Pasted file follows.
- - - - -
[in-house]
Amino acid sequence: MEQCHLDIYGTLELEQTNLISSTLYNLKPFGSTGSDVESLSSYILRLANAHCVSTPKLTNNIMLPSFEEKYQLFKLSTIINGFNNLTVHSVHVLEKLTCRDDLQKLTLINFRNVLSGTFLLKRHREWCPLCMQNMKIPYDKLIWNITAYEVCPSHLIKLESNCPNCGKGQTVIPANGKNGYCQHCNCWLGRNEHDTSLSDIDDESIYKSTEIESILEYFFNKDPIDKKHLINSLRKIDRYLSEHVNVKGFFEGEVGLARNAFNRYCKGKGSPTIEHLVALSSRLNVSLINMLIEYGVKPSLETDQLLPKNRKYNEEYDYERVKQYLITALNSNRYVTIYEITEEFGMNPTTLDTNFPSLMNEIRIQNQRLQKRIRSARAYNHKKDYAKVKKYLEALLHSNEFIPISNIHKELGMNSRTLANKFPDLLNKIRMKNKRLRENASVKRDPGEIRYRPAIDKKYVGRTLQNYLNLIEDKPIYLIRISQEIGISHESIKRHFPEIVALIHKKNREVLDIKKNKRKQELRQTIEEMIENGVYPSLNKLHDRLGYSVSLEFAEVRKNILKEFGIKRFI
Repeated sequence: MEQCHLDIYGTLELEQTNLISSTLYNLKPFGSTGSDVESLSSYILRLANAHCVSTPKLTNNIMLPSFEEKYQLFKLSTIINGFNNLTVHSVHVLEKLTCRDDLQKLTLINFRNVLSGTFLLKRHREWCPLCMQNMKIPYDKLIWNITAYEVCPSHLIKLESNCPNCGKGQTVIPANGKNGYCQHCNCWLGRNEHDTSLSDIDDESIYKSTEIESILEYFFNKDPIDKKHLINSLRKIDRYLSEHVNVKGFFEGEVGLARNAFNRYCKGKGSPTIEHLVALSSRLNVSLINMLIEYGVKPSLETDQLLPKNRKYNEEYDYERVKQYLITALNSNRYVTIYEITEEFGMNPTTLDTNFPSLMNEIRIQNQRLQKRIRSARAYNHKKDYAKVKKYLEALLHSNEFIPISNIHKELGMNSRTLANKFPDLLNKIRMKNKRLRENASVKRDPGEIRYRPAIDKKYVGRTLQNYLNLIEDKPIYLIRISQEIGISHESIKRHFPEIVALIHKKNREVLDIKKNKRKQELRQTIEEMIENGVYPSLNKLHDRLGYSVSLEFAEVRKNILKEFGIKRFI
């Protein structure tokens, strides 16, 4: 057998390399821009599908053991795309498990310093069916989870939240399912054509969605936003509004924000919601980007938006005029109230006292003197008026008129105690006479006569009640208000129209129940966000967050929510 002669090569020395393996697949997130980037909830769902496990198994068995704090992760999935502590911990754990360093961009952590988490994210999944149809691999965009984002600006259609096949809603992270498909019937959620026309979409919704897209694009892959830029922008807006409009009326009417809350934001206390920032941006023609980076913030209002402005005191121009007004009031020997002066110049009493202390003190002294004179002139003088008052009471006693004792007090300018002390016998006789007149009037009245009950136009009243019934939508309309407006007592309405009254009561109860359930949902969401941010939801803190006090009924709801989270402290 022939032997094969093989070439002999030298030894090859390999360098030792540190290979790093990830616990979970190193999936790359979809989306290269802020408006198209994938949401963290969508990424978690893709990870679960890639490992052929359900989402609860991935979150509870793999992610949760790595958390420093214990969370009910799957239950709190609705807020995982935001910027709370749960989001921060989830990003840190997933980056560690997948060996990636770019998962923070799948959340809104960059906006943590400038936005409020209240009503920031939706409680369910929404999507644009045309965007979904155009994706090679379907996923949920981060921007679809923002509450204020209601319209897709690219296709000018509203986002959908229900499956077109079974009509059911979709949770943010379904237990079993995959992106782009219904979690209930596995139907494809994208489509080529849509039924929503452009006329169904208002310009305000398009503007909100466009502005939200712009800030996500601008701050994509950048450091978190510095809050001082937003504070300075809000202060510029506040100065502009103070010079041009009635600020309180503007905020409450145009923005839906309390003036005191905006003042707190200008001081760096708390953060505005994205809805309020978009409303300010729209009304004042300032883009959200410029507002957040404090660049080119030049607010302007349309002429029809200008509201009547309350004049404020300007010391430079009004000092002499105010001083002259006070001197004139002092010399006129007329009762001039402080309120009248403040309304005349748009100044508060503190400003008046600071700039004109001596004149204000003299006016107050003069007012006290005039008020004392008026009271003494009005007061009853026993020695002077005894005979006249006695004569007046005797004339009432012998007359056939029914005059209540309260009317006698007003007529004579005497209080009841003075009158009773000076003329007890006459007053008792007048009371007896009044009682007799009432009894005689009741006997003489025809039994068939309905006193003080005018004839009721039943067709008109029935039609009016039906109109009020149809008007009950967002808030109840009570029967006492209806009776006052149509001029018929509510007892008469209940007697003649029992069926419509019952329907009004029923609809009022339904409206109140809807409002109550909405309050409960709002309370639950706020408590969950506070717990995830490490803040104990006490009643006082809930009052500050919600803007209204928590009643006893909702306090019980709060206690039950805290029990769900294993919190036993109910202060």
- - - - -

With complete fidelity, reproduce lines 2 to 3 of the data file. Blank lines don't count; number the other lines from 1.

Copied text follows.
Amino acid sequence: MEQCHLDIYGTLELEQTNLISSTLYNLKPFGSTGSDVESLSSYILRLANAHCVSTPKLTNNIMLPSFEEKYQLFKLSTIINGFNNLTVHSVHVLEKLTCRDDLQKLTLINFRNVLSGTFLLKRHREWCPLCMQNMKIPYDKLIWNITAYEVCPSHLIKLESNCPNCGKGQTVIPANGKNGYCQHCNCWLGRNEHDTSLSDIDDESIYKSTEIESILEYFFNKDPIDKKHLINSLRKIDRYLSEHVNVKGFFEGEVGLARNAFNRYCKGKGSPTIEHLVALSSRLNVSLINMLIEYGVKPSLETDQLLPKNRKYNEEYDYERVKQYLITALNSNRYVTIYEITEEFGMNPTTLDTNFPSLMNEIRIQNQRLQKRIRSARAYNHKKDYAKVKKYLEALLHSNEFIPISNIHKELGMNSRTLANKFPDLLNKIRMKNKRLRENASVKRDPGEIRYRPAIDKKYVGRTLQNYLNLIEDKPIYLIRISQEIGISHESIKRHFPEIVALIHKKNREVLDIKKNKRKQELRQTIEEMIENGVYPSLNKLHDRLGYSVSLEFAEVRKNILKEFGIKRFI
Repeated sequence: MEQCHLDIYGTLELEQTNLISSTLYNLKPFGSTGSDVESLSSYILRLANAHCVSTPKLTNNIMLPSFEEKYQLFKLSTIINGFNNLTVHSVHVLEKLTCRDDLQKLTLINFRNVLSGTFLLKRHREWCPLCMQNMKIPYDKLIWNITAYEVCPSHLIKLESNCPNCGKGQTVIPANGKNGYCQHCNCWLGRNEHDTSLSDIDDESIYKSTEIESILEYFFNKDPIDKKHLINSLRKIDRYLSEHVNVKGFFEGEVGLARNAFNRYCKGKGSPTIEHLVALSSRLNVSLINMLIEYGVKPSLETDQLLPKNRKYNEEYDYERVKQYLITALNSNRYVTIYEITEEFGMNPTTLDTNFPSLMNEIRIQNQRLQKRIRSARAYNHKKDYAKVKKYLEALLHSNEFIPISNIHKELGMNSRTLANKFPDLLNKIRMKNKRLRENASVKRDPGEIRYRPAIDKKYVGRTLQNYLNLIEDKPIYLIRISQEIGISHESIKRHFPEIVALIHKKNREVLDIKKNKRKQELRQTIEEMIENGVYPSLNKLHDRLGYSVSLEFAEVRKNILKEFGIKRFI